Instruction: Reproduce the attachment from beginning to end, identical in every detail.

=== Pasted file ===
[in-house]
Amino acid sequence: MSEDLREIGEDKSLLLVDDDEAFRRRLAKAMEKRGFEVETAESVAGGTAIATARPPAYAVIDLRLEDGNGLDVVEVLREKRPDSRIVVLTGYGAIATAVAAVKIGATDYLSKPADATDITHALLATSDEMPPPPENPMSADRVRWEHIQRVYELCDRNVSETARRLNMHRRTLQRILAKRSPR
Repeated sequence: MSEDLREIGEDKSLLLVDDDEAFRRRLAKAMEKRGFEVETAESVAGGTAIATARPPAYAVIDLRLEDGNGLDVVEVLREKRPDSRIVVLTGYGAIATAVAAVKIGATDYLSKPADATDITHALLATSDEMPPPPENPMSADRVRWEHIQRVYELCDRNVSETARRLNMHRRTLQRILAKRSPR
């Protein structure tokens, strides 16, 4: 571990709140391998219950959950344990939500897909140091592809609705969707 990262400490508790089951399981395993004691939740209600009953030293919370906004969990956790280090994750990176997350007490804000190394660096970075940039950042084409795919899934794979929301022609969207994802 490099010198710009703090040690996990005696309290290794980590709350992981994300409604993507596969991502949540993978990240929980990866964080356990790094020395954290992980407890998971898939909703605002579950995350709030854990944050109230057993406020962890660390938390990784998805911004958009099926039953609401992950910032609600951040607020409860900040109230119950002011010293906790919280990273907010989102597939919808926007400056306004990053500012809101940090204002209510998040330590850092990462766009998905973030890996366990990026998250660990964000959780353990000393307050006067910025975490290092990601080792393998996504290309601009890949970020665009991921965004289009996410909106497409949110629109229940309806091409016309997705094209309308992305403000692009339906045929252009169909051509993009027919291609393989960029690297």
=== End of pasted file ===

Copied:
[in-house]
Amino acid sequence: MSEDLREIGEDKSLLLVDDDEAFRRRLAKAMEKRGFEVETAESVAGGTAIATARPPAYAVIDLRLEDGNGLDVVEVLREKRPDSRIVVLTGYGAIATAVAAVKIGATDYLSKPADATDITHALLATSDEMPPPPENPMSADRVRWEHIQRVYELCDRNVSETARRLNMHRRTLQRILAKRSPR
Repeated sequence: MSEDLREIGEDKSLLLVDDDEAFRRRLAKAMEKRGFEVETAESVAGGTAIATARPPAYAVIDLRLEDGNGLDVVEVLREKRPDSRIVVLTGYGAIATAVAAVKIGATDYLSKPADATDITHALLATSDEMPPPPENPMSADRVRWEHIQRVYELCDRNVSETARRLNMHRRTLQRILAKRSPR
């Protein structure tokens, strides 16, 4: 571990709140391998219950959950344990939500897909140091592809609705969707 990262400490508790089951399981395993004691939740209600009953030293919370906004969990956790280090994750990176997350007490804000190394660096970075940039950042084409795919899934794979929301022609969207994802 490099010198710009703090040690996990005696309290290794980590709350992981994300409604993507596969991502949540993978990240929980990866964080356990790094020395954290992980407890998971898939909703605002579950995350709030854990944050109230057993406020962890660390938390990784998805911004958009099926039953609401992950910032609600951040607020409860900040109230119950002011010293906790919280990273907010989102597939919808926007400056306004990053500012809101940090204002209510998040330590850092990462766009998905973030890996366990990026998250660990964000959780353990000393307050006067910025975490290092990601080792393998996504290309601009890949970020665009991921965004289009996410909106497409949110629109229940309806091409016309997705094209309308992305403000692009339906045929252009169909051509993009027919291609393989960029690297």